A study by the MetLife Foundation and Civic Ventures found that half of U.S. nonprofit employers said they saw “encore” workers as highly appealing, and nearly four in 10 said they were moderately appealing, according to an article in the Philanthropy Journal. Almost seven in 10 said they saw baby boomers’ experience, commitment and reliability as a significant potential asset in the workplace, says the study, “Tapping Encore Talent: A MetLife Foundation/Civic Ventures Survey of Nonprofit Employers.” According to the study, “They see encore talent improving organizational effectiveness, adding capacity, providing opportunities for learning across generations and creating the kind of flexible roles that make nonprofits attractive to workers of all ages.” However, a quarter of nonprofit employers expressed serious concerns that encore workers might demand higher pay, and nearly as many worried that older employees might have trouble mastering new technology.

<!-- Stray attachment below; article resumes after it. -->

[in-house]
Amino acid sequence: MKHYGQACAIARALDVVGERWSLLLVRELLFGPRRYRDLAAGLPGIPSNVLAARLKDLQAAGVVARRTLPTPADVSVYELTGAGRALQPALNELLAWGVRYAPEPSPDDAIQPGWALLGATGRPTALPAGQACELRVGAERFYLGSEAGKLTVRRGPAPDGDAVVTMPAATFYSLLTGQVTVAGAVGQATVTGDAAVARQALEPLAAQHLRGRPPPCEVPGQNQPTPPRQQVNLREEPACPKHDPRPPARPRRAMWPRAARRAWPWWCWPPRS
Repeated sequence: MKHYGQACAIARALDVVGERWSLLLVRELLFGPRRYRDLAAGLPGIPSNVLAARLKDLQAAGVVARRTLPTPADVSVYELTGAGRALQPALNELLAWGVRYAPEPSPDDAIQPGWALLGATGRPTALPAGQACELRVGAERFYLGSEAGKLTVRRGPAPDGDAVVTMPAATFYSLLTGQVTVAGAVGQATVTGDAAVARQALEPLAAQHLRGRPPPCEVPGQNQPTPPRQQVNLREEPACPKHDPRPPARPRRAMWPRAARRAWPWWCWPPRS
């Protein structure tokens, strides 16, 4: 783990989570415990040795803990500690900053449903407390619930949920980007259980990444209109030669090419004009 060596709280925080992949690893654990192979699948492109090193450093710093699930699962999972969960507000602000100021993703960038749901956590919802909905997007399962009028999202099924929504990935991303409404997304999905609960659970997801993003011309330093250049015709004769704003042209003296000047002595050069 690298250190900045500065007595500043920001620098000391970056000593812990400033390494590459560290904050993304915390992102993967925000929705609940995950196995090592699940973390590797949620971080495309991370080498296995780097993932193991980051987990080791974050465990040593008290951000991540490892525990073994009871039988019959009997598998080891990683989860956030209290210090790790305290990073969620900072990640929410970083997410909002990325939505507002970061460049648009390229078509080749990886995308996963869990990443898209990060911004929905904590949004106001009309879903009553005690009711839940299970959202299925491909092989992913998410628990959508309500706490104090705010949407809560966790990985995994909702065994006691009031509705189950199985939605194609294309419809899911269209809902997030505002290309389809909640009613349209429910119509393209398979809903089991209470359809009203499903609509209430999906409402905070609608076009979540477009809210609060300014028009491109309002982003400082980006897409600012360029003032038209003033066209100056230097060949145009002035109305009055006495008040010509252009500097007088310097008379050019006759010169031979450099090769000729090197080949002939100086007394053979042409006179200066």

Also, more than four in 10 nonprofits said the sector is facing a talent shortage, and U.S. nonprofits will need 640,000 new senior managers by 2016, says a 2006 report by the Bridgespan Group.
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